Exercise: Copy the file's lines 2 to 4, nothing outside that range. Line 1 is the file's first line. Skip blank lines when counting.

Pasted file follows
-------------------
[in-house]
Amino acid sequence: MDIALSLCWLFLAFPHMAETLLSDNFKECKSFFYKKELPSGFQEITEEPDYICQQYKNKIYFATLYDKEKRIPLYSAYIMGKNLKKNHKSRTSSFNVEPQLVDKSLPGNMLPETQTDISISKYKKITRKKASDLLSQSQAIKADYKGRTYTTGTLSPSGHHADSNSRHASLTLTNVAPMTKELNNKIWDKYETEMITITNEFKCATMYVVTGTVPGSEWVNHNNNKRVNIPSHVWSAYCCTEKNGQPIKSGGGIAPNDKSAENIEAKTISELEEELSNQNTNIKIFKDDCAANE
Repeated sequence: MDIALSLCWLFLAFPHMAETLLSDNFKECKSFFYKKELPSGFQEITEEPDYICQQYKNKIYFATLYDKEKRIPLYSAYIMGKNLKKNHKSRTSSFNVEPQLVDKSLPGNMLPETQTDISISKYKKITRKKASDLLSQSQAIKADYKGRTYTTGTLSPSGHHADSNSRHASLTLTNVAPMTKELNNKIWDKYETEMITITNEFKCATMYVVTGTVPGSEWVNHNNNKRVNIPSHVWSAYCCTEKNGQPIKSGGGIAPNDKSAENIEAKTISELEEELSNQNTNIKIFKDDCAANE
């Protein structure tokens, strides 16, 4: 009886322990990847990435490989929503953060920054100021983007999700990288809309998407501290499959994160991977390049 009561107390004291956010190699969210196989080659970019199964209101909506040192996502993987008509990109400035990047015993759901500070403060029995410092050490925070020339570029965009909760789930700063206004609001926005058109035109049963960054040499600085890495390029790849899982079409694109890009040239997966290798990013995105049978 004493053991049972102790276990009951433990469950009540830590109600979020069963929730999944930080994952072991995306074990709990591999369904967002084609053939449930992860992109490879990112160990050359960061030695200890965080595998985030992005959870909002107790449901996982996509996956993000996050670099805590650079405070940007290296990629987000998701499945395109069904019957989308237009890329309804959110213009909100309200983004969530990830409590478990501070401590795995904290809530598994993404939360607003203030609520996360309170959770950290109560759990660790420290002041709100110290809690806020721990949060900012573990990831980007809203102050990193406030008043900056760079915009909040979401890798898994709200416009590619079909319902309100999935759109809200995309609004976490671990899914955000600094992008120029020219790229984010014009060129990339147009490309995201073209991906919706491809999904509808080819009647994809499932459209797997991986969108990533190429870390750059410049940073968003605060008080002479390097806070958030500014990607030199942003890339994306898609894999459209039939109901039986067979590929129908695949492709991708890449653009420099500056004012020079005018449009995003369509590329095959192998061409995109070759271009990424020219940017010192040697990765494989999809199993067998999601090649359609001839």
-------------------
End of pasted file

Amino acid sequence: MDIALSLCWLFLAFPHMAETLLSDNFKECKSFFYKKELPSGFQEITEEPDYICQQYKNKIYFATLYDKEKRIPLYSAYIMGKNLKKNHKSRTSSFNVEPQLVDKSLPGNMLPETQTDISISKYKKITRKKASDLLSQSQAIKADYKGRTYTTGTLSPSGHHADSNSRHASLTLTNVAPMTKELNNKIWDKYETEMITITNEFKCATMYVVTGTVPGSEWVNHNNNKRVNIPSHVWSAYCCTEKNGQPIKSGGGIAPNDKSAENIEAKTISELEEELSNQNTNIKIFKDDCAANE
Repeated sequence: MDIALSLCWLFLAFPHMAETLLSDNFKECKSFFYKKELPSGFQEITEEPDYICQQYKNKIYFATLYDKEKRIPLYSAYIMGKNLKKNHKSRTSSFNVEPQLVDKSLPGNMLPETQTDISISKYKKITRKKASDLLSQSQAIKADYKGRTYTTGTLSPSGHHADSNSRHASLTLTNVAPMTKELNNKIWDKYETEMITITNEFKCATMYVVTGTVPGSEWVNHNNNKRVNIPSHVWSAYCCTEKNGQPIKSGGGIAPNDKSAENIEAKTISELEEELSNQNTNIKIFKDDCAANE
């Protein structure tokens, strides 16, 4: 009886322990990847990435490989929503953060920054100021983007999700990288809309998407501290499959994160991977390049 009561107390004291956010190699969210196989080659970019199964209101909506040192996502993987008509990109400035990047015993759901500070403060029995410092050490925070020339570029965009909760789930700063206004609001926005058109035109049963960054040499600085890495390029790849899982079409694109890009040239997966290798990013995105049978 004493053991049972102790276990009951433990469950009540830590109600979020069963929730999944930080994952072991995306074990709990591999369904967002084609053939449930992860992109490879990112160990050359960061030695200890965080595998985030992005959870909002107790449901996982996509996956993000996050670099805590650079405070940007290296990629987000998701499945395109069904019957989308237009890329309804959110213009909100309200983004969530990830409590478990501070401590795995904290809530598994993404939360607003203030609520996360309170959770950290109560759990660790420290002041709100110290809690806020721990949060900012573990990831980007809203102050990193406030008043900056760079915009909040979401890798898994709200416009590619079909319902309100999935759109809200995309609004976490671990899914955000600094992008120029020219790229984010014009060129990339147009490309995201073209991906919706491809999904509808080819009647994809499932459209797997991986969108990533190429870390750059410049940073968003605060008080002479390097806070958030500014990607030199942003890339994306898609894999459209039939109901039986067979590929129908695949492709991708890449653009420099500056004012020079005018449009995003369509590329095959192998061409995109070759271009990424020219940017010192040697990765494989999809199993067998999601090649359609001839």